Philippines, 2015 - Labor Education and Research Network (LEARN)
The problems faced by women workers in the Philippines vary across sectors. Sexual harassment is more pronounced in the broadcast and hospital and healthcare than in other industries. In the garments manufacturing industries, women workers complain about poor ventilation. On the other hand, in hotels and restaurants, women’s issues are centred on the unjust treatment of women who have just gone through pregnancy. They are usually forced to go back to work even if the maternity leave is not fully utilised yet. Women workers in the metal working industry raise OSH and job security issues like poor ventilation, personal protective equipment, exposure to chemicals, limited mobility, heavy physical work, and short-term contract arrangements.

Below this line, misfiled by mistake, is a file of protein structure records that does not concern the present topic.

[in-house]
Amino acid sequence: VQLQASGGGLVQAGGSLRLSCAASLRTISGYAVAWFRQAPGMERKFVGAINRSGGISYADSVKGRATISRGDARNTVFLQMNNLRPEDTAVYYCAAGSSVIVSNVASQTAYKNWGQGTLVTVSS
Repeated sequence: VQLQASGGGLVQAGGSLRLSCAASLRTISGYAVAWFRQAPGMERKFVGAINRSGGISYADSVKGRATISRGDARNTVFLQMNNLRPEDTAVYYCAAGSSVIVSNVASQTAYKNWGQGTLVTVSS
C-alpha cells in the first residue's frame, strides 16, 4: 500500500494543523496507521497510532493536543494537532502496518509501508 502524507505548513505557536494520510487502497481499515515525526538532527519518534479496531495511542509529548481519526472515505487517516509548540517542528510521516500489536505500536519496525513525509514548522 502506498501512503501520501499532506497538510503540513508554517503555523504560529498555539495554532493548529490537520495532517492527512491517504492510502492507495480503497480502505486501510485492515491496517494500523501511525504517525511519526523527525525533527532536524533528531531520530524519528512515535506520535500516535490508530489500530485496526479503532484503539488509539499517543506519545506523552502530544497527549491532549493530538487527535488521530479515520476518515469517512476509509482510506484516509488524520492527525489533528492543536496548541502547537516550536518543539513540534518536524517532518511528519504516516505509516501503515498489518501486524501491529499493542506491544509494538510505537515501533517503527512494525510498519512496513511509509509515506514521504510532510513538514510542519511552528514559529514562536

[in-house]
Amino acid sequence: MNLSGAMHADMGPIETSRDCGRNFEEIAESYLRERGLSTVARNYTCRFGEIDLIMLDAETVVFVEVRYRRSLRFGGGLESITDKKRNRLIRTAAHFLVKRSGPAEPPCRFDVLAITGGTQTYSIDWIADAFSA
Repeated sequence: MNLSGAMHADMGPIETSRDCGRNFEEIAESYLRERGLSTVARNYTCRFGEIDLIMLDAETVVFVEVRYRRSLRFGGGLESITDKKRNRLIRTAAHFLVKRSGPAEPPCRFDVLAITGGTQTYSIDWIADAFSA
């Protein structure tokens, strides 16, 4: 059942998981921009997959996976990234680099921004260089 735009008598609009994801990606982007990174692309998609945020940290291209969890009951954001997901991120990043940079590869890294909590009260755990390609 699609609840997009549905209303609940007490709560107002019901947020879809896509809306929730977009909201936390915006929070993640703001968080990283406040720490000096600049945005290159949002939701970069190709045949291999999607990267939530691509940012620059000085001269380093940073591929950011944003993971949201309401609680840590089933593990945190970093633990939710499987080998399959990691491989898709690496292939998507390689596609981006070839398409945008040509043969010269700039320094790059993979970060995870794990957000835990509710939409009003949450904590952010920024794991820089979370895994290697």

Although some unions are able to secure the rights of women workers, there is still much to be done. For instance, unions try to fight for the inclusion in collective bargaining agreements of women workers’ rights that are not legally mandatory such as menstrual leaves, lactation spaces, safe working environment, and day care for the children of workers. Meanwhile, unions are also expected to be able to negotiate for better terms of maternity leaves and benefits, work hours and compensation, and health and gynaecological services. Mere knowledge of the laws for women does not guarantee union representatives the ability to effectively articulate the interest of women workers; union members and leaders should be educated constantly to increase awareness on women’s issues and rights and enhance gender sensitivity.